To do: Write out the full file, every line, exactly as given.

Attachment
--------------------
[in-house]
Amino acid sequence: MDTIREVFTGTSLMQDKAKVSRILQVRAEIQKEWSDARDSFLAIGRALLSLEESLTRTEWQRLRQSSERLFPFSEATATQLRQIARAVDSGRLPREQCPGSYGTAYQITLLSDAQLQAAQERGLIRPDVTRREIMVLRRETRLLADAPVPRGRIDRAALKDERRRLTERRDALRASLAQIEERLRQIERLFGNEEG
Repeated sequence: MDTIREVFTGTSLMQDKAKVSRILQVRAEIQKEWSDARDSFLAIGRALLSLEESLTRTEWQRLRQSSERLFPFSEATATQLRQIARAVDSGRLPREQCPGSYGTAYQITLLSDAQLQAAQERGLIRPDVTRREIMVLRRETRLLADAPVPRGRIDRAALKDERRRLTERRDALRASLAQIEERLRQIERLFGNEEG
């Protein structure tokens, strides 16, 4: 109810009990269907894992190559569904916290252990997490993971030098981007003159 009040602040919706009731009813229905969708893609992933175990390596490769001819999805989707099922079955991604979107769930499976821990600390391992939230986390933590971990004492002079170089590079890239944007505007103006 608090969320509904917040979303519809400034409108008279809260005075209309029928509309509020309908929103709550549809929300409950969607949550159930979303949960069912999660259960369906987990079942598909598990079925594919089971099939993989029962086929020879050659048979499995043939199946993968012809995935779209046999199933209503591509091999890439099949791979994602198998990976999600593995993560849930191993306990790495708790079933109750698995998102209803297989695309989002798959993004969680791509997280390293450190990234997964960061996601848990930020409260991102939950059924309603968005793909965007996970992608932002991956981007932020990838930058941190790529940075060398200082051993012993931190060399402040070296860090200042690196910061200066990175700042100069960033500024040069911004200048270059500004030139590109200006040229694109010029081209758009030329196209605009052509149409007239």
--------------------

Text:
[in-house]
Amino acid sequence: MDTIREVFTGTSLMQDKAKVSRILQVRAEIQKEWSDARDSFLAIGRALLSLEESLTRTEWQRLRQSSERLFPFSEATATQLRQIARAVDSGRLPREQCPGSYGTAYQITLLSDAQLQAAQERGLIRPDVTRREIMVLRRETRLLADAPVPRGRIDRAALKDERRRLTERRDALRASLAQIEERLRQIERLFGNEEG
Repeated sequence: MDTIREVFTGTSLMQDKAKVSRILQVRAEIQKEWSDARDSFLAIGRALLSLEESLTRTEWQRLRQSSERLFPFSEATATQLRQIARAVDSGRLPREQCPGSYGTAYQITLLSDAQLQAAQERGLIRPDVTRREIMVLRRETRLLADAPVPRGRIDRAALKDERRRLTERRDALRASLAQIEERLRQIERLFGNEEG
């Protein structure tokens, strides 16, 4: 109810009990269907894992190559569904916290252990997490993971030098981007003159 009040602040919706009731009813229905969708893609992933175990390596490769001819999805989707099922079955991604979107769930499976821990600390391992939230986390933590971990004492002079170089590079890239944007505007103006 608090969320509904917040979303519809400034409108008279809260005075209309029928509309509020309908929103709550549809929300409950969607949550159930979303949960069912999660259960369906987990079942598909598990079925594919089971099939993989029962086929020879050659048979499995043939199946993968012809995935779209046999199933209503591509091999890439099949791979994602198998990976999600593995993560849930191993306990790495708790079933109750698995998102209803297989695309989002798959993004969680791509997280390293450190990234997964960061996601848990930020409260991102939950059924309603968005793909965007996970992608932002991956981007932020990838930058941190790529940075060398200082051993012993931190060399402040070296860090200042690196910061200066990175700042100069960033500024040069911004200048270059500004030139590109200006040229694109010029081209758009030329196209605009052509149409007239």